Hey dads—and women married to dads. My good friend Michelle Watson, PhD, runs a 9-month program for dads of daughters in their teens and twenties. It’s all about what she’s found over the years as a therapist, mentor, and author about what young women need from their fathers, and what dads can learn about facing these years with intention.
I highly recommend her program, having gone through it. It begins again later this month, in Portland, and she has openings for two more dads. If you want to give your daughter(s) the best possible father, check out her web site: http://www.drmichellewatson.com/
You’ll find her deeply soulful. And entertaining as hell.
If you can’t take her program, or don’t live in Portland, her book is great: http://www.amazon.com/Dad-Heres-What-Really-Need/dp/0736958401/ref=sr_1_1?ie=UTF8&qid=1406686413&sr=8-1&keywords=dad+heres+what
One heroic dad, heroic mom, heroic daughter. If this doesn’t change how you look at life, not much will.
It’s a portrait in true courage, for sure.
A grieving Steven R. Woods is sitting, slumped forward, sobbing inconsolably. He hugs to his chest a folded American flag that earlier had covered the casket in front of him.
In 1964 his father—Army Staff Sgt. Lawrence Woods—was shot down during a resupply mission near Bu Prang, Vietnam. It took nearly 50 years to find his remains. On March 21 of this year those remains were put into a casket and returned to the earth as a funeral service was held for him at Arlington National Cemetery.
Three rifle volleys were fired to honor Woods and seven other young men killed during the mission. As Woods’ son accepted the folded flag, a U.S. Air Force band played. And then clutching that flag and a framed picture of his father, the younger Woods sat in his chair and surrendered to the pain and grief of having lost his father a half century ago.
Judging from the picture, Steven Woods would have been six or eight when his father was killed—old enough to have early memories of his father, young enough to need him for decades to come.
Gone was the man whose heroic work would take place not on a battlefield or at 24,000 feet above ground but under the roof of a home. Steven Woods lost the father and mentor he was just coming to know. He lost the man who would teach him how to field ground balls. How to play basketball on the driveway or schoolyard court. How to catch and gut a fish. How to respect the girls he would be drawn to. How to respect the men he would grow up with as peers or bosses. He lost the most important man in his life, the one whose love mattered.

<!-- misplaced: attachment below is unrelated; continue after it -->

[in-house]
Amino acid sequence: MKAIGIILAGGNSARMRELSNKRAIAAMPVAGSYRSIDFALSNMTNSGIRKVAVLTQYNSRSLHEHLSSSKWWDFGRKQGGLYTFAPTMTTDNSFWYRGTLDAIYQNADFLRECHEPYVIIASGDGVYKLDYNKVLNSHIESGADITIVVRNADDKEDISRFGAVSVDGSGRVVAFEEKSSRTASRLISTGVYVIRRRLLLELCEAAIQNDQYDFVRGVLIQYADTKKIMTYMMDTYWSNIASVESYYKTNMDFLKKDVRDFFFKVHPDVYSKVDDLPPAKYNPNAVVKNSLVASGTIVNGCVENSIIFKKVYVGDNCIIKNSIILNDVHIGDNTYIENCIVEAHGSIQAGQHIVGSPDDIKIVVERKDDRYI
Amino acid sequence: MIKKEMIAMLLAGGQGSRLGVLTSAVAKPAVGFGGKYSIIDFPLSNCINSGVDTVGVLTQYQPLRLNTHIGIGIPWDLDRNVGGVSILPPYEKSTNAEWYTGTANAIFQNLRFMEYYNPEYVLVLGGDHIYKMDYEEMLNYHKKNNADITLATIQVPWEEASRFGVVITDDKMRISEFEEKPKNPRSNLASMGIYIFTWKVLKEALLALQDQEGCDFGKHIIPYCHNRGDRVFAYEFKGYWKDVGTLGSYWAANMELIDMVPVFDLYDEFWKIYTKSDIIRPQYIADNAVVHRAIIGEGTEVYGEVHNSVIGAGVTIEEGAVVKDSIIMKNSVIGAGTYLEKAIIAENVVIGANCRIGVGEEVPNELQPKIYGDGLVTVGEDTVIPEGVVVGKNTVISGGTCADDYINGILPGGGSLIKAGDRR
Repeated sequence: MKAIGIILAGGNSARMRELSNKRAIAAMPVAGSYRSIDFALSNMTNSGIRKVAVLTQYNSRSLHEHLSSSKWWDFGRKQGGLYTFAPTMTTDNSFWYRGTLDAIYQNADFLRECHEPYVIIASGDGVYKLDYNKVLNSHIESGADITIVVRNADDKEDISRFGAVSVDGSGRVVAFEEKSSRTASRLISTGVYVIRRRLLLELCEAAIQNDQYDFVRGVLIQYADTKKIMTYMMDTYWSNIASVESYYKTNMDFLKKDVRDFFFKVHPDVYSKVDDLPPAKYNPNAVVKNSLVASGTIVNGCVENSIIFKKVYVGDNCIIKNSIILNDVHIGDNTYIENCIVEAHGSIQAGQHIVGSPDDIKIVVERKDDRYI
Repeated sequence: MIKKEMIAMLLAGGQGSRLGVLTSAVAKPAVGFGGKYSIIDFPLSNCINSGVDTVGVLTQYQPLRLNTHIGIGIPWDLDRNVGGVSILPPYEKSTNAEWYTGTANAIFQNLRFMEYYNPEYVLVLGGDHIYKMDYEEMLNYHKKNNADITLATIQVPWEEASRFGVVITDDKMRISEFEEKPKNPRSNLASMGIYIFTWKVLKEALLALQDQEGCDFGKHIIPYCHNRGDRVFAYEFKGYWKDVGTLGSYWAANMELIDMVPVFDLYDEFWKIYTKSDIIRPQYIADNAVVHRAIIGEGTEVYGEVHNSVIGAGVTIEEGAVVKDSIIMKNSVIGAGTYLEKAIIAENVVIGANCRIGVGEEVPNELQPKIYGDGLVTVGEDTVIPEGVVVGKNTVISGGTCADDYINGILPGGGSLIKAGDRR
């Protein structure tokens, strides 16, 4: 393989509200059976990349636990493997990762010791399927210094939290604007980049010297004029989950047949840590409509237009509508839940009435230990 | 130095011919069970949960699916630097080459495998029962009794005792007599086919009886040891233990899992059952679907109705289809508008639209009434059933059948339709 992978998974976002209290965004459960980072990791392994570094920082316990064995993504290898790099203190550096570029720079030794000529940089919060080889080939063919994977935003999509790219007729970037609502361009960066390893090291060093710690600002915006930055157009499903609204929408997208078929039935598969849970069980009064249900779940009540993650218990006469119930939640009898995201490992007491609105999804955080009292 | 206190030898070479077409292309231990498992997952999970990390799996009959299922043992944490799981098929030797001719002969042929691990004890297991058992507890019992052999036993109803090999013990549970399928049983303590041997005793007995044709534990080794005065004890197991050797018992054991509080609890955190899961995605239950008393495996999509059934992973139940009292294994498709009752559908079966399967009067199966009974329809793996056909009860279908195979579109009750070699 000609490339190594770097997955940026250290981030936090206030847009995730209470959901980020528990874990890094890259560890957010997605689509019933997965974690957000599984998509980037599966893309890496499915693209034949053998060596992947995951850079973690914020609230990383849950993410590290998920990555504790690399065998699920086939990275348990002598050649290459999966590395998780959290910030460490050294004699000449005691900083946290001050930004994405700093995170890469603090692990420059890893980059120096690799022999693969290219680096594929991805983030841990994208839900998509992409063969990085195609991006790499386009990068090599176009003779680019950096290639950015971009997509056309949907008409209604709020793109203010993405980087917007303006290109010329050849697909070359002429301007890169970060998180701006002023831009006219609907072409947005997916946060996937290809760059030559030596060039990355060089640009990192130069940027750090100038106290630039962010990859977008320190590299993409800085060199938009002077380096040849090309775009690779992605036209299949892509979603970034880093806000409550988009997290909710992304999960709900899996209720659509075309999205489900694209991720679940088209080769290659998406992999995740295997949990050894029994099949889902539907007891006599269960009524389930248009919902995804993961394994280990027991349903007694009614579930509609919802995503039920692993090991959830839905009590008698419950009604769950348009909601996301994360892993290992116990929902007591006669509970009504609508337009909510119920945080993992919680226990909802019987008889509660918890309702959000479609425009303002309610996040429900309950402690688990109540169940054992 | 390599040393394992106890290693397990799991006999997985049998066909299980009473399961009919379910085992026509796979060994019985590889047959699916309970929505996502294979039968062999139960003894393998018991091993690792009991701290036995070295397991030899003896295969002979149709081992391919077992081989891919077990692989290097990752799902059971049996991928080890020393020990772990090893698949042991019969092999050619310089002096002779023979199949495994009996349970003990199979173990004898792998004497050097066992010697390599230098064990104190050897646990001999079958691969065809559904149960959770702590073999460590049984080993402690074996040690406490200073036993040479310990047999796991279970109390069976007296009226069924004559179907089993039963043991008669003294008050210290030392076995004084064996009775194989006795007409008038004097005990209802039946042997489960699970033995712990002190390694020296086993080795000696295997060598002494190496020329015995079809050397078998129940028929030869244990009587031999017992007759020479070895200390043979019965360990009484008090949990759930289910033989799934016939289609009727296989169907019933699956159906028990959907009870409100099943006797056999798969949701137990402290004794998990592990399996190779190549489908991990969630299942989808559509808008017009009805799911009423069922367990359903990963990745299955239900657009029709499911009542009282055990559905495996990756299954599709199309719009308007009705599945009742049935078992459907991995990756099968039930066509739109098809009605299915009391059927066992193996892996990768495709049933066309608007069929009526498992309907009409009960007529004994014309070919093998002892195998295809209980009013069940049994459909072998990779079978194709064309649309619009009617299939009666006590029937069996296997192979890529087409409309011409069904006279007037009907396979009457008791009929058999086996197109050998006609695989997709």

Growing up, boys learn hundreds of lessons from their fathers on the paths to becoming men. When to hold the cards life gives you, and when to fold them and start over. They learn confidence by the competence their fathers help instill in them, from things as simple as how to change a bike tire to how to swim, to ski, to excel at school. They learn about God, in ways that are usually subtle and often unspoken. They learn about sex. About responsibility, accountability and authority.
Steven Woods’ sister Lisa lost her father too. If he could have been as heroic in fatherhood as he was in his military service, he would have been the man to reflect back to her her beauty, her lovability, her worthiness. Through his simple acts of attention and affection he would have helped his daughter internalize the lifelong beliefs, “I am attractive. I am interesting. I am worthy. Men are my equal. I don’t need their approval. I belong with them…”
He would have been there for her when she had problems with boys, when she was asked to a dance for the first time, when she had her heart broken. He would have been there during the drama and fury of adolescence. He would have been there to share the burden of disciplining his daughter and son.
Steven Woods and his sister lost holiday celebrations and birthdays with their father. They lost a part of themselves that they never became because their father was gone.
In a world of graphic and gruesome media coverage, the picture of Steven Woods shakes you to the core.
The raw enormity of that loss and grief is reflected in the anguish on his son’s face at his father’s memorial service. His anguish tells far more than the statistics—that 24 million American children live without their biological fathers. That growing up without a father significantly increases one’s chances of committing rape, committing suicide, or ending up incarcerated. The rates of poverty, mental illness, violence, dropping out of school, drug abuse and more are related to growing up without a father.
Mass culture almost trivializes fatherhood. It doesn’t confer status on those who dedicate their lives to it. It doesn’t translate into promotions at work, and in fact hinder careers. Fathers who insist on living balanced lives often fall behind co-workers who abandon their families to 70-hour workweeks.
There are still 1,642 Vietnam War veterans who remain unaccounted for. Those casualties didn’t end in southeast Asia. Nor are they ending in Syria, Iraq, throughout Africa and everywhere else in the world where men are dying by the thousands, filling the prisons, or simply walking away from the sons and daughters they brought into existence.